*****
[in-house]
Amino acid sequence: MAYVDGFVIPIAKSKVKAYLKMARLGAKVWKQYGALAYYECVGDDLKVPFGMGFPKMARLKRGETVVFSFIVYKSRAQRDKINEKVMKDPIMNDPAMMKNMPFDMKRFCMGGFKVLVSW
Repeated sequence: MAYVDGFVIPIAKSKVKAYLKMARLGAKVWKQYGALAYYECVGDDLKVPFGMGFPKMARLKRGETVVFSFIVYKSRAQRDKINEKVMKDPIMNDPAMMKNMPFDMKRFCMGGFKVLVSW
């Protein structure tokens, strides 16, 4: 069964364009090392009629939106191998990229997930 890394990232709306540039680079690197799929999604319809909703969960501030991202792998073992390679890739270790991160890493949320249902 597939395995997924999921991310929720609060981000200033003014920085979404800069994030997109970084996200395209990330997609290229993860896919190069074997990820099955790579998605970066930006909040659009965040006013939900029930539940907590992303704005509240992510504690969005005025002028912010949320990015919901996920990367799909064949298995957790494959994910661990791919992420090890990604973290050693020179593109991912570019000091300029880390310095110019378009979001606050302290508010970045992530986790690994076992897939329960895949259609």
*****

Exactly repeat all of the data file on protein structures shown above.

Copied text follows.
[in-house]
Amino acid sequence: MAYVDGFVIPIAKSKVKAYLKMARLGAKVWKQYGALAYYECVGDDLKVPFGMGFPKMARLKRGETVVFSFIVYKSRAQRDKINEKVMKDPIMNDPAMMKNMPFDMKRFCMGGFKVLVSW
Repeated sequence: MAYVDGFVIPIAKSKVKAYLKMARLGAKVWKQYGALAYYECVGDDLKVPFGMGFPKMARLKRGETVVFSFIVYKSRAQRDKINEKVMKDPIMNDPAMMKNMPFDMKRFCMGGFKVLVSW
């Protein structure tokens, strides 16, 4: 069964364009090392009629939106191998990229997930 890394990232709306540039680079690197799929999604319809909703969960501030991202792998073992390679890739270790991160890493949320249902 597939395995997924999921991310929720609060981000200033003014920085979404800069994030997109970084996200395209990330997609290229993860896919190069074997990820099955790579998605970066930006909040659009965040006013939900029930539940907590992303704005509240992510504690969005005025002028912010949320990015919901996920990367799909064949298995957790494959994910661990791919992420090890990604973290050693020179593109991912570019000091300029880390310095110019378009979001606050302290508010970045992530986790690994076992897939329960895949259609």